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The Court of Appeal has upheld a complaint about a ruling which saw a transgender Jewish woman barred from seeing her children.
The decision means the case can now be brought before the High Court.
In 2015, the woman, known only as ‘J’, issued an application for contact with her five children after being ostracized from the ultra-Orthodox Jewish community in 2015.
In the initial ruling, Mr Justice Peter Jackson said the likelihood of the children and their mother being marginalised or excluded by the ultra-Orthodox community was so real, and the consequences so great, “that this one factor, despite its many disadvantages, must prevail over the many advantages of contact”.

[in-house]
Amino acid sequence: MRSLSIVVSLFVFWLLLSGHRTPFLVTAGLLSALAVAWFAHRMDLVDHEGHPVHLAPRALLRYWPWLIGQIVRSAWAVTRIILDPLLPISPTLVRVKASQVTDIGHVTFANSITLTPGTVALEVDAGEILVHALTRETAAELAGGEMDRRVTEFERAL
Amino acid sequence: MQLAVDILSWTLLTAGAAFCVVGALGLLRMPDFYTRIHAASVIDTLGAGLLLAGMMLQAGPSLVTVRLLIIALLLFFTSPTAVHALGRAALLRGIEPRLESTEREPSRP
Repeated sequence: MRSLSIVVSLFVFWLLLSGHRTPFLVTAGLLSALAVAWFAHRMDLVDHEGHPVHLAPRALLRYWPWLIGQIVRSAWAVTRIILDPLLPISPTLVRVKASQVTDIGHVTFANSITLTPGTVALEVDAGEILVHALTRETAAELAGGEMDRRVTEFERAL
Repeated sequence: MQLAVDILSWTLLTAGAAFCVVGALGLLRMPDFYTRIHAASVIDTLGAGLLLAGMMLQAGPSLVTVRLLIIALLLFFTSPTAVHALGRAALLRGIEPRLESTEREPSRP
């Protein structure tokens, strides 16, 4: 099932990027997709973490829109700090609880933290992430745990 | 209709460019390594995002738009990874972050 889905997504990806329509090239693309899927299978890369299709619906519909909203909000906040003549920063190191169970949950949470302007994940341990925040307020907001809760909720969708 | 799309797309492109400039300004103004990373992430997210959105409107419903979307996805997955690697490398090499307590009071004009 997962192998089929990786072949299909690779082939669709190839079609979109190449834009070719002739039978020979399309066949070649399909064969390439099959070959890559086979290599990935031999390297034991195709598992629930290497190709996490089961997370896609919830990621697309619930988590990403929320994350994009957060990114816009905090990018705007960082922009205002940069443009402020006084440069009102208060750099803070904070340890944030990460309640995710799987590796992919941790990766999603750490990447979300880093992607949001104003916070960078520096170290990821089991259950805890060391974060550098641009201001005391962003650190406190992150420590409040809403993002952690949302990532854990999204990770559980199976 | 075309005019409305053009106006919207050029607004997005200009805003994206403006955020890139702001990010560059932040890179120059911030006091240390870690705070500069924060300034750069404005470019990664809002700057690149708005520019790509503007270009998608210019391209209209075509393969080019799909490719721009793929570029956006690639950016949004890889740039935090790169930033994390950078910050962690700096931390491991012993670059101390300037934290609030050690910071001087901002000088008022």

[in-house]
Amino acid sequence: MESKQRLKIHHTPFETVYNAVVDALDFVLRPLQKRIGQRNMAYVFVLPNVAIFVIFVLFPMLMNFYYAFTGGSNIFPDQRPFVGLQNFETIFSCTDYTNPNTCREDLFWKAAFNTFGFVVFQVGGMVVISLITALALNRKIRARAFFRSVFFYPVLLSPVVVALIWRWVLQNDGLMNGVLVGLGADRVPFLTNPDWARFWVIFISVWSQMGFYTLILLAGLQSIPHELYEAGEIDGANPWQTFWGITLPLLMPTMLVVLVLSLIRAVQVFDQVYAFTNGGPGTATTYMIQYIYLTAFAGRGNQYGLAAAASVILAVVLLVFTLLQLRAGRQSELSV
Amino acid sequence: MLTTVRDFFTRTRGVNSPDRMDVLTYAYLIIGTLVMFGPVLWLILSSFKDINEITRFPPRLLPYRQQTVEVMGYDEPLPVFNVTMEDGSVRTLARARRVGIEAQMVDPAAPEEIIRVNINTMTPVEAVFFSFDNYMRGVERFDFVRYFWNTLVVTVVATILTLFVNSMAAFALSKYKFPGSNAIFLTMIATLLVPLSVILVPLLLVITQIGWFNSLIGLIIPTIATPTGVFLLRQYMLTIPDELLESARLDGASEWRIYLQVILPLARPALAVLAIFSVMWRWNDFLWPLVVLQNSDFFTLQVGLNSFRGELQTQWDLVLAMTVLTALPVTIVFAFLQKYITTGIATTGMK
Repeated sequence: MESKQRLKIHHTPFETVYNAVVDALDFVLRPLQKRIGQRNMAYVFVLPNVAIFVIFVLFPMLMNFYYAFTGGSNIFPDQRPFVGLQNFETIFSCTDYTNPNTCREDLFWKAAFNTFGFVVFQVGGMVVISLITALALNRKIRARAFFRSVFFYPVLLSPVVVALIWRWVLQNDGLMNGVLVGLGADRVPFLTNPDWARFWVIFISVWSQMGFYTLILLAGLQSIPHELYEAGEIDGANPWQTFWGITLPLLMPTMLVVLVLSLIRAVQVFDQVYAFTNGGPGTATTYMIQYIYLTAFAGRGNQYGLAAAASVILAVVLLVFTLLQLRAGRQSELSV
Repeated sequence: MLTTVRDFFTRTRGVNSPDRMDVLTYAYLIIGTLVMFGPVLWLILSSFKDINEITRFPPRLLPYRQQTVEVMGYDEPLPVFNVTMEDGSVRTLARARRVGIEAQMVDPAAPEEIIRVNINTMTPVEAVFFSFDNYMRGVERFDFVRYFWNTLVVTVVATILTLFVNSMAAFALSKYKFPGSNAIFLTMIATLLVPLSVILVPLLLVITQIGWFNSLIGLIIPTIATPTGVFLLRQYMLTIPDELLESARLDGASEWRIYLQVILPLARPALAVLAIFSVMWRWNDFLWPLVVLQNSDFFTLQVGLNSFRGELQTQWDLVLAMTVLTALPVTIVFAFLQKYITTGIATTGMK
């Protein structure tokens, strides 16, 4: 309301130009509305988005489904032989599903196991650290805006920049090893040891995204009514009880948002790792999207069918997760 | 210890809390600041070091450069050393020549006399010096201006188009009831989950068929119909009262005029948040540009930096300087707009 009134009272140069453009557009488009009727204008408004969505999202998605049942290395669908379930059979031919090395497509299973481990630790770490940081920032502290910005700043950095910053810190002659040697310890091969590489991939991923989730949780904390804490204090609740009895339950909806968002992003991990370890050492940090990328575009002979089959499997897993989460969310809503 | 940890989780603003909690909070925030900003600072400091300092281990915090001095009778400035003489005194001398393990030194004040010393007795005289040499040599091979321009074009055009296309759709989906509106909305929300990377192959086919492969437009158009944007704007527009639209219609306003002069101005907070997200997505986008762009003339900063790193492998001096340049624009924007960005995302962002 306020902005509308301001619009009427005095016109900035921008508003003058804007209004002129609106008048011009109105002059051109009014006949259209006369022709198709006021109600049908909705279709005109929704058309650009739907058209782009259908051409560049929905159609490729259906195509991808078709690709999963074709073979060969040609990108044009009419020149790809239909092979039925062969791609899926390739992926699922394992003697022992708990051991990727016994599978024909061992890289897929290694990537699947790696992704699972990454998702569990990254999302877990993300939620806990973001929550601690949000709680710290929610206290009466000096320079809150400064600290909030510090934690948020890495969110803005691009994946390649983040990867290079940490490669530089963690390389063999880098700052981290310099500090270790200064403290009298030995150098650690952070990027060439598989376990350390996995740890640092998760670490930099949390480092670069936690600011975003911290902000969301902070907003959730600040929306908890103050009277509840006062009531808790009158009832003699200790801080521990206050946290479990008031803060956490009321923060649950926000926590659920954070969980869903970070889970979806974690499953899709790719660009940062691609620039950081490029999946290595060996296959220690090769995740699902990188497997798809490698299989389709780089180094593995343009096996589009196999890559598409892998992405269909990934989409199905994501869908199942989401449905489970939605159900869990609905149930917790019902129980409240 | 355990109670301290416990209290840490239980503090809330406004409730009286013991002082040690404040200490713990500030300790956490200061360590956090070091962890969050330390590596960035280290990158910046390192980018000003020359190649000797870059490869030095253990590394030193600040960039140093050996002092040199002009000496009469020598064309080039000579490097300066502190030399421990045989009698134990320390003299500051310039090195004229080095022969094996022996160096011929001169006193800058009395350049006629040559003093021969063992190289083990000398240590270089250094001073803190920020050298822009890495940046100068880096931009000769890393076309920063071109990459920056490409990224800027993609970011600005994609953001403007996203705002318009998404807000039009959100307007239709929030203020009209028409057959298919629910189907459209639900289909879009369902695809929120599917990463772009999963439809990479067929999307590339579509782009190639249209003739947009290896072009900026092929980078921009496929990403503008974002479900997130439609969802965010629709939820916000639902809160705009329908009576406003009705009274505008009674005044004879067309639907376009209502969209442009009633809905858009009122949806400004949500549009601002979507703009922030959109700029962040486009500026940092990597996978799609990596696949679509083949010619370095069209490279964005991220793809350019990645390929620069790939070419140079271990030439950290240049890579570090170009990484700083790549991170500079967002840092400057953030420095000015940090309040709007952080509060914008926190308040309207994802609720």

He said the children could instead receive letters from the woman four times a year.
But the Court of Appeal, describing the case as “stark, deeply saddening and extremely disturbing”, said the Judge failed to see the discriminatory element of his ruling.
“The best interests of these children seen in the medium to longer term is in more contact with their father if that can be achieved. So strong are the interests of the children in the eyes of the law that the courts must persevere. As the law says in other contexts “never say never”. The doors should not be closed at this early stage in their lives,” it said in its ruling.